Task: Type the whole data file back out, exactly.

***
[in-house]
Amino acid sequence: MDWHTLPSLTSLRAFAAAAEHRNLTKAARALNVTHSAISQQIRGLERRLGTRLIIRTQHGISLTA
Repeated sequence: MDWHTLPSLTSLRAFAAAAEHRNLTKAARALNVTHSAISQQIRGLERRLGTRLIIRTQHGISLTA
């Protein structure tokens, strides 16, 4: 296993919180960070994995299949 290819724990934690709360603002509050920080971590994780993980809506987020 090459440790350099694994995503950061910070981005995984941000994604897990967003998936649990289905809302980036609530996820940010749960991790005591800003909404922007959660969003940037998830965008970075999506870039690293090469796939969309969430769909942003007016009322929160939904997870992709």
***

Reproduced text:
[in-house]
Amino acid sequence: MDWHTLPSLTSLRAFAAAAEHRNLTKAARALNVTHSAISQQIRGLERRLGTRLIIRTQHGISLTA
Repeated sequence: MDWHTLPSLTSLRAFAAAAEHRNLTKAARALNVTHSAISQQIRGLERRLGTRLIIRTQHGISLTA
């Protein structure tokens, strides 16, 4: 296993919180960070994995299949 290819724990934690709360603002509050920080971590994780993980809506987020 090459440790350099694994995503950061910070981005995984941000994604897990967003998936649990289905809302980036609530996820940010749960991790005591800003909404922007959660969003940037998830965008970075999506870039690293090469796939969309969430769909942003007016009322929160939904997870992709």